Viewers come to good Samaritan’s aid after she’s robbed while helping crash victims

Nadine Kalinauskas
Good News Writer
Good News

A good Samaritan, robbed while saving others, is more than repaid by generous supporters.

Peggy Ray, 39, was just trying to help.

The Washington mother of six was driving along Interstate 5 near the Seattle suburb of Everett, Washington, when she witnessed a terrifying car crash. She pulled over, left her vehicle's doors open, and ran toward the partially submerged vehicle.

"I was thinking it was going to catch fire. I was thinking we have to get those people out," she told KOMO News. "I would do it again tomorrow, in a year. I would do it again."

Ray crawled through a broken window in the wrecked car to keep the bleeding driver and his passenger stabilized until firefighters arrived.

When the good Samaritan finally returned to her own vehicle, she discovered that she'd been robbed. Nine hundred dollars had been taken from her purse.

"I don't normally have that much cash," Ray of Marysville, Wash., told, "but I was going to pay the rent."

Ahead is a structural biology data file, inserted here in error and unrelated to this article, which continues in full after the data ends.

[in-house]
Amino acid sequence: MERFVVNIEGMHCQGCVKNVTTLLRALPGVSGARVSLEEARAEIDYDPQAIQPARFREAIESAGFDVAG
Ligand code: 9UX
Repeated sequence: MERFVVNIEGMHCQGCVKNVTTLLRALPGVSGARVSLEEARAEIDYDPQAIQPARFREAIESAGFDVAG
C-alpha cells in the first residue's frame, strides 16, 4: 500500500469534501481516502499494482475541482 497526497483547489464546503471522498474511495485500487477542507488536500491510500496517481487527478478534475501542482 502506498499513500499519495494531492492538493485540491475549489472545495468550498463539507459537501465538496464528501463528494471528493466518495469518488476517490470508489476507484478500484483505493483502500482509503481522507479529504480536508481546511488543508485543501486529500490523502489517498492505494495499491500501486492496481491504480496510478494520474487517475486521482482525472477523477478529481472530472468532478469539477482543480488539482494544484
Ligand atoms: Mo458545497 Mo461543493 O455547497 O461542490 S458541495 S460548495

"It hurts right here, but I'm not going to be angry about it," she told KOMO News. "I'm not going to hold a grudge."

After KOMO News' Problem Solvers told Ray's story, viewers called the station, offering to help her. Donations started pouring in.

This week, Problem Solvers presented Ray with a cheque for nearly $3,800 of viewer-donated money.

The Everett Firefighters Association and Everett Firefighters Local 46 also pledged to give Ray $750. The Lynnwood Police Officers Association gave Ray $350.

"I told you that's why you don't stop helping people. You don't stop helping. You don't stop giving," Ray said, adding that she and her husband will use the kind donation to pay their rent, buy Christmas gifts and donate to others. "You just do what you can, 100 per cent of the time...and look what happens."

"She has done so much over the years for individuals and organizations, and that's one of the reasons that we are blown away by the response," Ray's husband, Nathan, told the Herald. "It's one of those things where you give and receive with both hands."

"The question I keep getting is, would I do it again? Absolutely," she told ABC News. "Only, I would lock my doors first."